Tag Archives: university

A Game With No Rules

Twenty-three years ago I commenced pupillage. It is a good job that this is being written on an iPad so the solitary tear that has just dropped from my eye has not smudged the ink. Twenty-three years ago! Where has that time gone?

I have less hair on my head and more hair on my face (more of that later). I have moved from being pupil to pupil master to three pupils, all of whom it has been a privilege and a pleasure to supervise. And yet I can recall the fear and trepidation of pupillage like it was yesterday. 

Pupillage is the strangest experience. It is part interview, part trial by endurance and part learning experience. You want to appear like you know everything so you impress and yet you do not want to come across as a know-it-all. And, of course, the reality is that you are at the bottom of an incredibly steep learning curve. You feel like Eddie the Eagle when he first stood at the bottom of the 70 metre ski jump. You are entering some weird game where everybody else knows the rules except you and, just to make things more complicated, virtually every barrister you will encounter will have their own variations on those rules.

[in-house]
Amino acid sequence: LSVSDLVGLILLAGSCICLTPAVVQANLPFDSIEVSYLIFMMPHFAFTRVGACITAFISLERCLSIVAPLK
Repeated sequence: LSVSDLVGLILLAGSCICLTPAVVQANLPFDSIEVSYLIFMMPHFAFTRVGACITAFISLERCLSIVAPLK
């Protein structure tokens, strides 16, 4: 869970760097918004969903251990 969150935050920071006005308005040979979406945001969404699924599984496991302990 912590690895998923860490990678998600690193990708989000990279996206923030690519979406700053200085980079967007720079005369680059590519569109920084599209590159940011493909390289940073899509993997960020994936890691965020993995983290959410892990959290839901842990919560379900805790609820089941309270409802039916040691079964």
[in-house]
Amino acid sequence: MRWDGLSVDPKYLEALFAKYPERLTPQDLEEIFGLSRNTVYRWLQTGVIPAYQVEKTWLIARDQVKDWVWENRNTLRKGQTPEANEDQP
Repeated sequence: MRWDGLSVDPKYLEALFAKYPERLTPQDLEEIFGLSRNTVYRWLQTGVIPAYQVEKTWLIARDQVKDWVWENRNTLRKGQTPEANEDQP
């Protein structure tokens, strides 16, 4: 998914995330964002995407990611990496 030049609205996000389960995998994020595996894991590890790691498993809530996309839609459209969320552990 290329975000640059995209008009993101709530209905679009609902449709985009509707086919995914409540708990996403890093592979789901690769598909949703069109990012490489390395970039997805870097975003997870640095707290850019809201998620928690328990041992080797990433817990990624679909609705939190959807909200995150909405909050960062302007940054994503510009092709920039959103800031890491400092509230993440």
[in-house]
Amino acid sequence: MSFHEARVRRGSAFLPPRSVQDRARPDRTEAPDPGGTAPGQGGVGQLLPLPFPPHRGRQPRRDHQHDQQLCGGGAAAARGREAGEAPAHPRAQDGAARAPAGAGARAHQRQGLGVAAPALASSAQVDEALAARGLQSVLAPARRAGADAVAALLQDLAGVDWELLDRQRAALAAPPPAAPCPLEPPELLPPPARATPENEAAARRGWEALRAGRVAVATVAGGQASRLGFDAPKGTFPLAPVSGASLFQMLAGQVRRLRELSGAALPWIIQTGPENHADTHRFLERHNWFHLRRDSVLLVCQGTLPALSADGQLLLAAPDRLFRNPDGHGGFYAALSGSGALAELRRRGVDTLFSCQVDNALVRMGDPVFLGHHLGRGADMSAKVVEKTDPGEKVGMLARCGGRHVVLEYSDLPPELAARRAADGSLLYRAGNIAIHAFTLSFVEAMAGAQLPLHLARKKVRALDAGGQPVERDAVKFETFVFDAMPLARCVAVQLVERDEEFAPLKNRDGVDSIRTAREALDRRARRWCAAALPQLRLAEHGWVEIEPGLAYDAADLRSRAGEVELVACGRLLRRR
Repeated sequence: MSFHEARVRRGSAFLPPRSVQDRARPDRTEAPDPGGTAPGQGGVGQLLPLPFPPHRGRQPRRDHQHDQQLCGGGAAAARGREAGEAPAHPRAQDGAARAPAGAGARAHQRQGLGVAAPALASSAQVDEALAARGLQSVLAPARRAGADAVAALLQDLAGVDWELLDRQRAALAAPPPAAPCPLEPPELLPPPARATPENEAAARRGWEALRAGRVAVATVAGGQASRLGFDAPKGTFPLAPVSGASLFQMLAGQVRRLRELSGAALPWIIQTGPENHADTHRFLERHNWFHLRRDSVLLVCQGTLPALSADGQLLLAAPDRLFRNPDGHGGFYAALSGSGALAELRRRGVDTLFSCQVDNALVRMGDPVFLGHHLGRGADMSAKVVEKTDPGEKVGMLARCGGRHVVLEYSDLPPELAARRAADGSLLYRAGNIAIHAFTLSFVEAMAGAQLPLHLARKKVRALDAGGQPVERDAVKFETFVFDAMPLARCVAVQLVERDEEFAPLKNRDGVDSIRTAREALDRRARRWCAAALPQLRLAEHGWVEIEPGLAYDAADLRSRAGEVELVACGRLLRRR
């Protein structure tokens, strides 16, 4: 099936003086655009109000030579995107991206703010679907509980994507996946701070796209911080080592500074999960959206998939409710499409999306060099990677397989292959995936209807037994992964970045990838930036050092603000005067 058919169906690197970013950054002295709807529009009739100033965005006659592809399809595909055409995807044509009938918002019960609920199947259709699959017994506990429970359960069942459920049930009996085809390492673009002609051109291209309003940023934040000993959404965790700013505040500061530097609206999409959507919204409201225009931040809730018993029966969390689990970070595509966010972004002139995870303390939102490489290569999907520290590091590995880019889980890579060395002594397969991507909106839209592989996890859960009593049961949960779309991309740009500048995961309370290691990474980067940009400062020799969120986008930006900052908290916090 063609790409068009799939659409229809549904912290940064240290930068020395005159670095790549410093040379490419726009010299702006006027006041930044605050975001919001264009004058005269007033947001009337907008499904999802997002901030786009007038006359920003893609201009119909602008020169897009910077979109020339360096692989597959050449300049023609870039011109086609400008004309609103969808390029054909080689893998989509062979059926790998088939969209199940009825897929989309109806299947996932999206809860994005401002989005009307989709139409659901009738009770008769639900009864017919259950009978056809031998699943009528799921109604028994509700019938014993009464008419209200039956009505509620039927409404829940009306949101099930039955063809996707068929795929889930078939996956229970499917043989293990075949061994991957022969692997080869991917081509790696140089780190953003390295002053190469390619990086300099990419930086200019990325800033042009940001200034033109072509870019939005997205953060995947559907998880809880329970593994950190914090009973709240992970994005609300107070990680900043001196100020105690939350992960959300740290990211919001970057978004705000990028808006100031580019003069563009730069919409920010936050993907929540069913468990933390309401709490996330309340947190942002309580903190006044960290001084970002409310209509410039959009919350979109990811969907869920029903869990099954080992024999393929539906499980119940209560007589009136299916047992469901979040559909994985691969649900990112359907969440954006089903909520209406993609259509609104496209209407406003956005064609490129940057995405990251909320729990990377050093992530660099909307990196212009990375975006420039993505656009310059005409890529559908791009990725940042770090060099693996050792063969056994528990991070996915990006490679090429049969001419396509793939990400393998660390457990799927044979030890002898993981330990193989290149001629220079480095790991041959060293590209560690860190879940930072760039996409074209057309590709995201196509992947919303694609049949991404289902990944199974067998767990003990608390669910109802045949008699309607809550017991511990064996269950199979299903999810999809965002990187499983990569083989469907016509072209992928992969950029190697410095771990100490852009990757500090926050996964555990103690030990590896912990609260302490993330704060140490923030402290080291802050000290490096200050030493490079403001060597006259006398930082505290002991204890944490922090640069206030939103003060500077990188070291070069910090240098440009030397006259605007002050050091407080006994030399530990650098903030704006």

My beard is the embodiment of that miasma of unwritten conventions that you may transgress. I was struggling to obtain pupillage. A barrister I spoke to suggested I shaved my beard off. The very next, clean shaven, pupillage interview secured my first six. Coincidence? Well I grew my beard back when I started pupillage and was asked in the first week “Did you have that beard when the PTC interviewed you?” by a senior Silk in chambers. Off came the beard again for my pupil master to say “Glad to see the facial hair has gone, Gavin” (whilst clearly forming a view on the goatee, my pupil master always struggled with my name).